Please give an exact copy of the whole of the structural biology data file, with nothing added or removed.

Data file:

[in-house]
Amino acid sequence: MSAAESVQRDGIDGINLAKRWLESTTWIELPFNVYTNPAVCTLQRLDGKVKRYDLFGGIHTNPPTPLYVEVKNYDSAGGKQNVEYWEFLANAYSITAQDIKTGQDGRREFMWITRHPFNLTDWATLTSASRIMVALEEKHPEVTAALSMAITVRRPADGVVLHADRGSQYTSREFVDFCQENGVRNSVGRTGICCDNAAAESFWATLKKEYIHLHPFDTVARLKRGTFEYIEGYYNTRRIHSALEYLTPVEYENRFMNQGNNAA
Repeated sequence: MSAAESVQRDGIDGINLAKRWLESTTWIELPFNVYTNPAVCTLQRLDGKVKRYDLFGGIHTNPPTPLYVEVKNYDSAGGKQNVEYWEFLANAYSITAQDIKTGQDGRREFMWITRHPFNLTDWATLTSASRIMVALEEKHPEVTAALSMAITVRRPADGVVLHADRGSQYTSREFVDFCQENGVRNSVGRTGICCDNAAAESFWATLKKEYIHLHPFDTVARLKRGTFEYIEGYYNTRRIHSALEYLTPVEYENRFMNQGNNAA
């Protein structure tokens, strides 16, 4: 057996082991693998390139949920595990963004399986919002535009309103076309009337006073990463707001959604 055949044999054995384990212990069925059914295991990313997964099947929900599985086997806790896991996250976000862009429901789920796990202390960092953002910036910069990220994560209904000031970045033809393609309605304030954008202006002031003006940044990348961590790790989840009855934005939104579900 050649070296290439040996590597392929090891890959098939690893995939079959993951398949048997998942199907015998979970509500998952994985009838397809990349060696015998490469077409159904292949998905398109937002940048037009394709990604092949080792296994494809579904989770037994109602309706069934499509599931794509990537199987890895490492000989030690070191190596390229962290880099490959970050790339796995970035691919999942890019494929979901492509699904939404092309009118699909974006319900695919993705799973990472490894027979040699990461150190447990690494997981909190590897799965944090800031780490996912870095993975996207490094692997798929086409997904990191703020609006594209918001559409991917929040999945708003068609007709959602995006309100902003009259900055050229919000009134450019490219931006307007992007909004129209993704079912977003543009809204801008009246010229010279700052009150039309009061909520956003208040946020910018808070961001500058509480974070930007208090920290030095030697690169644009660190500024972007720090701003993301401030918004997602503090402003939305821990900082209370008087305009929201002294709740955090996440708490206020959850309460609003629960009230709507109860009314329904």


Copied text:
[in-house]
Amino acid sequence: MSAAESVQRDGIDGINLAKRWLESTTWIELPFNVYTNPAVCTLQRLDGKVKRYDLFGGIHTNPPTPLYVEVKNYDSAGGKQNVEYWEFLANAYSITAQDIKTGQDGRREFMWITRHPFNLTDWATLTSASRIMVALEEKHPEVTAALSMAITVRRPADGVVLHADRGSQYTSREFVDFCQENGVRNSVGRTGICCDNAAAESFWATLKKEYIHLHPFDTVARLKRGTFEYIEGYYNTRRIHSALEYLTPVEYENRFMNQGNNAA
Repeated sequence: MSAAESVQRDGIDGINLAKRWLESTTWIELPFNVYTNPAVCTLQRLDGKVKRYDLFGGIHTNPPTPLYVEVKNYDSAGGKQNVEYWEFLANAYSITAQDIKTGQDGRREFMWITRHPFNLTDWATLTSASRIMVALEEKHPEVTAALSMAITVRRPADGVVLHADRGSQYTSREFVDFCQENGVRNSVGRTGICCDNAAAESFWATLKKEYIHLHPFDTVARLKRGTFEYIEGYYNTRRIHSALEYLTPVEYENRFMNQGNNAA
């Protein structure tokens, strides 16, 4: 057996082991693998390139949920595990963004399986919002535009309103076309009337006073990463707001959604 055949044999054995384990212990069925059914295991990313997964099947929900599985086997806790896991996250976000862009429901789920796990202390960092953002910036910069990220994560209904000031970045033809393609309605304030954008202006002031003006940044990348961590790790989840009855934005939104579900 050649070296290439040996590597392929090891890959098939690893995939079959993951398949048997998942199907015998979970509500998952994985009838397809990349060696015998490469077409159904292949998905398109937002940048037009394709990604092949080792296994494809579904989770037994109602309706069934499509599931794509990537199987890895490492000989030690070191190596390229962290880099490959970050790339796995970035691919999942890019494929979901492509699904939404092309009118699909974006319900695919993705799973990472490894027979040699990461150190447990690494997981909190590897799965944090800031780490996912870095993975996207490094692997798929086409997904990191703020609006594209918001559409991917929040999945708003068609007709959602995006309100902003009259900055050229919000009134450019490219931006307007992007909004129209993704079912977003543009809204801008009246010229010279700052009150039309009061909520956003208040946020910018808070961001500058509480974070930007208090920290030095030697690169644009660190500024972007720090701003993301401030918004997602503090402003939305821990900082209370008087305009929201002294709740955090996440708490206020959850309460609003629960009230709507109860009314329904």